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How to Set, List and Remove Environment Variables in Linux

Environment variables are key-value pair in Linux which are stored permanently or temporarily to be used by applications through shell.

In this guide you are going to learn how to setup environment variables in Linux, list them and remove them.

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The global environment variables are stored in etc/environment. Any changes that is made in this file reflects throughout the system for all users.

Set Temporary Environment Variables

Temporary variables are only available to the current shell session. The variables will get deleted once you close the terminal.

You can create temporary variables using the following syntax.

KEY1=value
KEY2="value 2"
KEY3=value1:value2
  • The environment variable names should be in UPPERCASE. They are case sensitive.
  • The name and value pair should be separated by = sign without any spaces around it.
  • Multiple values can be added to a single variable which is separated using colon:.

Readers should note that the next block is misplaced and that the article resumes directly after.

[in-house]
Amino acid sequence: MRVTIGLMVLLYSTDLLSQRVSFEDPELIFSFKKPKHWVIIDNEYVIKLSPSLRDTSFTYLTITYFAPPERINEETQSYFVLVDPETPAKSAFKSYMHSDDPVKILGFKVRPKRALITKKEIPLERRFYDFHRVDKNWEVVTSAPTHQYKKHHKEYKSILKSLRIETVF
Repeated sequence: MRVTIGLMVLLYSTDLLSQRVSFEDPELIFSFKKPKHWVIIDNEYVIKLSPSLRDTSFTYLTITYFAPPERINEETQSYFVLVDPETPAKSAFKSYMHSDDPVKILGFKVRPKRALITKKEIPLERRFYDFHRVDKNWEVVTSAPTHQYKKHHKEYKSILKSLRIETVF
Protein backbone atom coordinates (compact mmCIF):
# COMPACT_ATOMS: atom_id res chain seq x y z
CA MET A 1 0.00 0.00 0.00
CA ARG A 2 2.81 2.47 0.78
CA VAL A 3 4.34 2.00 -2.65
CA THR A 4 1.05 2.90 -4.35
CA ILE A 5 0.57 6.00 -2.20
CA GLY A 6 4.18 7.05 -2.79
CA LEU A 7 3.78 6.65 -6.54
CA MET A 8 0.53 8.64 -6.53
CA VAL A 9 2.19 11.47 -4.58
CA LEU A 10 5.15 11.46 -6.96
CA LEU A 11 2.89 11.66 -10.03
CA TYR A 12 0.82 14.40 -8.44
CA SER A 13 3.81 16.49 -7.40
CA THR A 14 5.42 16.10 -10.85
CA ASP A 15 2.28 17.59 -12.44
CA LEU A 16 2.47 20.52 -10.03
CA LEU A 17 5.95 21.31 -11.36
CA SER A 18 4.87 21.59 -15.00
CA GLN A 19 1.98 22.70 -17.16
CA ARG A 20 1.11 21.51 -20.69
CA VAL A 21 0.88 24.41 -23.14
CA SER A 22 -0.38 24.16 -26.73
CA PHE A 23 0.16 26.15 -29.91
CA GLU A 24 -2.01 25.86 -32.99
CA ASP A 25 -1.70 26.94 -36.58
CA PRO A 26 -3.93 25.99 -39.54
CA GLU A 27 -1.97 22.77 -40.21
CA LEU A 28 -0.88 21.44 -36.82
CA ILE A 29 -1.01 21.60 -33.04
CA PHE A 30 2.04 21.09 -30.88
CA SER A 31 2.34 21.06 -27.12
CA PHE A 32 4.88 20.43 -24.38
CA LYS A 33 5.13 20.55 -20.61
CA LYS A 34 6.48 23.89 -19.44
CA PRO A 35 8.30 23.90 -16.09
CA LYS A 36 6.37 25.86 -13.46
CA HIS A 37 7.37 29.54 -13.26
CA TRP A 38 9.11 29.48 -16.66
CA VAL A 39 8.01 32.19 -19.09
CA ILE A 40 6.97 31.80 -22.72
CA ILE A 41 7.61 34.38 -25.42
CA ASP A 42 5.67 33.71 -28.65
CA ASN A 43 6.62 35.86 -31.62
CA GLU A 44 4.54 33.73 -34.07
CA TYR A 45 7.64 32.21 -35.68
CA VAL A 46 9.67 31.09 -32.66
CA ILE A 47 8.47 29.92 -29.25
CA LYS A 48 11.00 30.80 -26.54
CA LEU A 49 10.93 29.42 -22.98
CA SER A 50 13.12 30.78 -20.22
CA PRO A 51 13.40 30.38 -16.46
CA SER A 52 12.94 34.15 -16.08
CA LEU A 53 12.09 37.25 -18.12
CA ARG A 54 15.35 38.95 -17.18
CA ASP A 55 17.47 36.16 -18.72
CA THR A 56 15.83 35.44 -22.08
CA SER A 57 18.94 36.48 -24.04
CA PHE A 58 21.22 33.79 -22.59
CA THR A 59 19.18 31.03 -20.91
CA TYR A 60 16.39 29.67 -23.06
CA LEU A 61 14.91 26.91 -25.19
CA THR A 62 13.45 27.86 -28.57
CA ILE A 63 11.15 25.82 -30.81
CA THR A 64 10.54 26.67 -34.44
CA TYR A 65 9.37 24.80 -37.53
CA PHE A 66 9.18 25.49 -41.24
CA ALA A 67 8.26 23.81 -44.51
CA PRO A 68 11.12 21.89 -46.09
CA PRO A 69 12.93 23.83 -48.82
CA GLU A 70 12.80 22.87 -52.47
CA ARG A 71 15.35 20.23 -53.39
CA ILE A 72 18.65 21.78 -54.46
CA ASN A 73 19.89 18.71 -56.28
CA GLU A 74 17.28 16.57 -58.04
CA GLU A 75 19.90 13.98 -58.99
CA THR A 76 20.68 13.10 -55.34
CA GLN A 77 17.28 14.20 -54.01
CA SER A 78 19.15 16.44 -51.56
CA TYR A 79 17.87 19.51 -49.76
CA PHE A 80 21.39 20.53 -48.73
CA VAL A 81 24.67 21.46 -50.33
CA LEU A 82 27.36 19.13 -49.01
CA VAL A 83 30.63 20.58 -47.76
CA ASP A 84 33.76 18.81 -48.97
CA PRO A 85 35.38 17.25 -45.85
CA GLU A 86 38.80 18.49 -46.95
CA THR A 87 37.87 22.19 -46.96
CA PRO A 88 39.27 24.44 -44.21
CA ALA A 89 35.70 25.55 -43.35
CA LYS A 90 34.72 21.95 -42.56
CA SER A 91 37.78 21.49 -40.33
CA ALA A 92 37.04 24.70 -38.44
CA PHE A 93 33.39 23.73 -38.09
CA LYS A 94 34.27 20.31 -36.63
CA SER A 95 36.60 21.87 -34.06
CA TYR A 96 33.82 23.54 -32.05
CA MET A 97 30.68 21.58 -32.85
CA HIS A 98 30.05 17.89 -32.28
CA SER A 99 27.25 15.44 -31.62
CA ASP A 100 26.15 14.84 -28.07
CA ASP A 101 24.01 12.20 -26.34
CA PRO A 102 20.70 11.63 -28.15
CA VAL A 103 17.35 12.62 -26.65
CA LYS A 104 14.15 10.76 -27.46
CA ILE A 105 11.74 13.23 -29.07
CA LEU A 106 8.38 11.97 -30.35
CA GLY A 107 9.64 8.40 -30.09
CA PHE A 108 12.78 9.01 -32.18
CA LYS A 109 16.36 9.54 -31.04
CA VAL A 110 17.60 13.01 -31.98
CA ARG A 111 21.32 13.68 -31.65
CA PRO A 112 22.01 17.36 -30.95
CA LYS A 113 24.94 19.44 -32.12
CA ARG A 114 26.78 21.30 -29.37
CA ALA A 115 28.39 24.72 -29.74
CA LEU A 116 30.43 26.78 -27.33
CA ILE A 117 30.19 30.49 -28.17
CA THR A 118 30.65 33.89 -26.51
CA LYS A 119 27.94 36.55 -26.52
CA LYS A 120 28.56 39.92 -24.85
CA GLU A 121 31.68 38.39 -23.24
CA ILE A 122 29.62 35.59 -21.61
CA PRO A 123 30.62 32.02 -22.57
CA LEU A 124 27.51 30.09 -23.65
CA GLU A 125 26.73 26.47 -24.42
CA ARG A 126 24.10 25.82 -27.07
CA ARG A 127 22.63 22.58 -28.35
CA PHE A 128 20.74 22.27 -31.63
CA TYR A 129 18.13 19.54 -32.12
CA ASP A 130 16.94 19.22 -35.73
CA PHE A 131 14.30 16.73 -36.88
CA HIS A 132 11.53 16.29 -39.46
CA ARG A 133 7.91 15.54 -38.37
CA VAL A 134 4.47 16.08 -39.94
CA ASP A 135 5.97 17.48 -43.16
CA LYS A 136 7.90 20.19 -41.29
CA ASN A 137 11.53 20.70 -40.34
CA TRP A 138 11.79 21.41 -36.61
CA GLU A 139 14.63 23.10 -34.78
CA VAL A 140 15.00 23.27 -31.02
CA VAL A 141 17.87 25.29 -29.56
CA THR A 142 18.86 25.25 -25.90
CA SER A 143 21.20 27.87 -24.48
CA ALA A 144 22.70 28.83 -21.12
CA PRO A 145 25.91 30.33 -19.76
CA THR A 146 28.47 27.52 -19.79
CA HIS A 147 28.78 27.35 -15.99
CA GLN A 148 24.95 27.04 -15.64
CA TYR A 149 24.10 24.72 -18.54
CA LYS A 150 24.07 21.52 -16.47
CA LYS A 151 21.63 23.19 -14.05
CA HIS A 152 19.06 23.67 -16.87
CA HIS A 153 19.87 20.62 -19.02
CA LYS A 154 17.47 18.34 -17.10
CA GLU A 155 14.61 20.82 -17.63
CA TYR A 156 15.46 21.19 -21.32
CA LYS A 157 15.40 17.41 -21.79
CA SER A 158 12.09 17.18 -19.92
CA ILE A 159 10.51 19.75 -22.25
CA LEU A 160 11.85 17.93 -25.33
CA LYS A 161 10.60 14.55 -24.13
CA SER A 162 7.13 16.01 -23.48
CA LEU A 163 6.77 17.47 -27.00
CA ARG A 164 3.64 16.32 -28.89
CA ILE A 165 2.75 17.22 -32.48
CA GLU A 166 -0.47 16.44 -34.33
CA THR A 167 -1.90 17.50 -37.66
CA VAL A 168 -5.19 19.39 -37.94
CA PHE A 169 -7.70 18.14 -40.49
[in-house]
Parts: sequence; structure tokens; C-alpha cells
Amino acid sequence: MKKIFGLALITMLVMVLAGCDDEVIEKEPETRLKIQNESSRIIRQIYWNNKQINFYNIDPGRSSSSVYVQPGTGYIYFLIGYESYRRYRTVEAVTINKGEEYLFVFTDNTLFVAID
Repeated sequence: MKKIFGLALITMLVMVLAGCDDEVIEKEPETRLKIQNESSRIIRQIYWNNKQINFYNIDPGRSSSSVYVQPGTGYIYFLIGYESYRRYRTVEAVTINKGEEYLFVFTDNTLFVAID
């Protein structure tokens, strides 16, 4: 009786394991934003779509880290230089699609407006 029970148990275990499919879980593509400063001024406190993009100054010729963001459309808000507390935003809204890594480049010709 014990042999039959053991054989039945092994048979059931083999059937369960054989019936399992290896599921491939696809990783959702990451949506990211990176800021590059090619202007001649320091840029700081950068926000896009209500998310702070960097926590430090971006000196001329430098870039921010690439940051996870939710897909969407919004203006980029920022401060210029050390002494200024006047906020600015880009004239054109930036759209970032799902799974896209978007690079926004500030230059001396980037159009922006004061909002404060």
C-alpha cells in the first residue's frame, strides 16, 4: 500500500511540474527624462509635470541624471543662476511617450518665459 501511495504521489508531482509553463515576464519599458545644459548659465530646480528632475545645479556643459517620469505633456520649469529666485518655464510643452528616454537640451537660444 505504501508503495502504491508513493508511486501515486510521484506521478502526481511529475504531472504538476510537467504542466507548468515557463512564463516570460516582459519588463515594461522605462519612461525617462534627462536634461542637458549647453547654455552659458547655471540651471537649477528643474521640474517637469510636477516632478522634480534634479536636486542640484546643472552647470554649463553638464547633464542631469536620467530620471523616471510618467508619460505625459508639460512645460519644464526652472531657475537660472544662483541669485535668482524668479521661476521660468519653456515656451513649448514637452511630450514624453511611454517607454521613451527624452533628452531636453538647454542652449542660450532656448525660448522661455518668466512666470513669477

• The values that are having spaces should be enclosed using quotes " ".

List Environment Variables

You can list all available environment variables by simply using the following commands.

env
printenv

These both commands will list all the environment variables stored in the system.

Read Environment Variables

You can read the environment variables using the printenv command and echo command.

Using printenv command.

printenv HOME
Output
/home/cloudbooklet

You can also use the printenv command to read multiple variables.

printenv TERM SHELL
Output
xterm-256color
/bin/bash

Using echo command.

echo $HOME
Output
/home/cloudbooklet

You can also use the echo command to read multiple variables.

echo $TERM $SHELL
Output
xterm-256color /bin/bash

Delete Environment Variables

It is very simple to delete environment variables. You need to just use the unset command with the variable name to delete it.

unset variablename

This command will remove the variable permanently.

Set Permanent Environment Variables

The permanent environment variables are stored at 3 places.

  • /etc/environemnt: This file stores the variables that are globally accessible by all users throughout the system.
  • /etc/profile: Whenever a bash shell in entered the variables in this file will gets loaded. To add environment variable to this file you need to use the export command.
  • ~/.bashrc: User specific environment variables are added here.

To load the added variables in your current session you need to use the source command.

source ~/.bashrc

Conclusion

Now you have learned how to set environment variables, list them and remove if not needed.

Thanks for your time. If you face any problem or any feedback, please leave a comment below.

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